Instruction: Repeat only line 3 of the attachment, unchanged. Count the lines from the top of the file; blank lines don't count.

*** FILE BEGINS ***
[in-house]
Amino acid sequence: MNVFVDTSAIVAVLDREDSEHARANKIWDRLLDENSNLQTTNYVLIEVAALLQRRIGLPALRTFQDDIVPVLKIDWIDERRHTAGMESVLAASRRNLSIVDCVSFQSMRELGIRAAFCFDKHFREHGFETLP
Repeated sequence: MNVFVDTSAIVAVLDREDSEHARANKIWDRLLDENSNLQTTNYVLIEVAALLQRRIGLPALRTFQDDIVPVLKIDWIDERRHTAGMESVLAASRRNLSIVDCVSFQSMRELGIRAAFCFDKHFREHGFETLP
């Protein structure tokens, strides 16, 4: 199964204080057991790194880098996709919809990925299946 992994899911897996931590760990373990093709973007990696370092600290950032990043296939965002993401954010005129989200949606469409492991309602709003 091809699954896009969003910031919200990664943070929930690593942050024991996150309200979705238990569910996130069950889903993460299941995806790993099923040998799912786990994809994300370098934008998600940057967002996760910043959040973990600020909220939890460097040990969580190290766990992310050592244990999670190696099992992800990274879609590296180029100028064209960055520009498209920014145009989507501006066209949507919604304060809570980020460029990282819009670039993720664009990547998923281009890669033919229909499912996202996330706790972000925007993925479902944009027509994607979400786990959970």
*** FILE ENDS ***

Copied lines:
Repeated sequence: MNVFVDTSAIVAVLDREDSEHARANKIWDRLLDENSNLQTTNYVLIEVAALLQRRIGLPALRTFQDDIVPVLKIDWIDERRHTAGMESVLAASRRNLSIVDCVSFQSMRELGIRAAFCFDKHFREHGFETLP